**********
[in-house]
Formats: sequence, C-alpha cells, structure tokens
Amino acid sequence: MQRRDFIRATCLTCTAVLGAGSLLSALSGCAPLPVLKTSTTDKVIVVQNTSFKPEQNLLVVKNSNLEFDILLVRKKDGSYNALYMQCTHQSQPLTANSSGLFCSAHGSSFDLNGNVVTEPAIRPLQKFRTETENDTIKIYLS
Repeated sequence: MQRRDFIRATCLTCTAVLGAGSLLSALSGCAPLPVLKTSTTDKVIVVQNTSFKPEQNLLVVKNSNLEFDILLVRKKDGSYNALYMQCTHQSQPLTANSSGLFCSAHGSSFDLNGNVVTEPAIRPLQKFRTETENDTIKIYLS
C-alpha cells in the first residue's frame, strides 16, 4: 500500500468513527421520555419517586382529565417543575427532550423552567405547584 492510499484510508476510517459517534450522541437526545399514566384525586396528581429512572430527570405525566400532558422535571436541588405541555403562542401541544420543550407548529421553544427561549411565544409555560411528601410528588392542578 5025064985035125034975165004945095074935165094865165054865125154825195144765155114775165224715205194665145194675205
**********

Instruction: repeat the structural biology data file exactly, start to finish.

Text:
[in-house]
Formats: sequence, C-alpha cells, structure tokens
Amino acid sequence: MQRRDFIRATCLTCTAVLGAGSLLSALSGCAPLPVLKTSTTDKVIVVQNTSFKPEQNLLVVKNSNLEFDILLVRKKDGSYNALYMQCTHQSQPLTANSSGLFCSAHGSSFDLNGNVVTEPAIRPLQKFRTETENDTIKIYLS
Repeated sequence: MQRRDFIRATCLTCTAVLGAGSLLSALSGCAPLPVLKTSTTDKVIVVQNTSFKPEQNLLVVKNSNLEFDILLVRKKDGSYNALYMQCTHQSQPLTANSSGLFCSAHGSSFDLNGNVVTEPAIRPLQKFRTETENDTIKIYLS
C-alpha cells in the first residue's frame, strides 16, 4: 500500500468513527421520555419517586382529565417543575427532550423552567405547584 492510499484510508476510517459517534450522541437526545399514566384525586396528581429512572430527570405525566400532558422535571436541588405541555403562542401541544420543550407548529421553544427561549411565544409555560411528601410528588392542578 5025064985035125034975165004945095074935165094865165054865125154825195144765155114775165224715205194665145194675205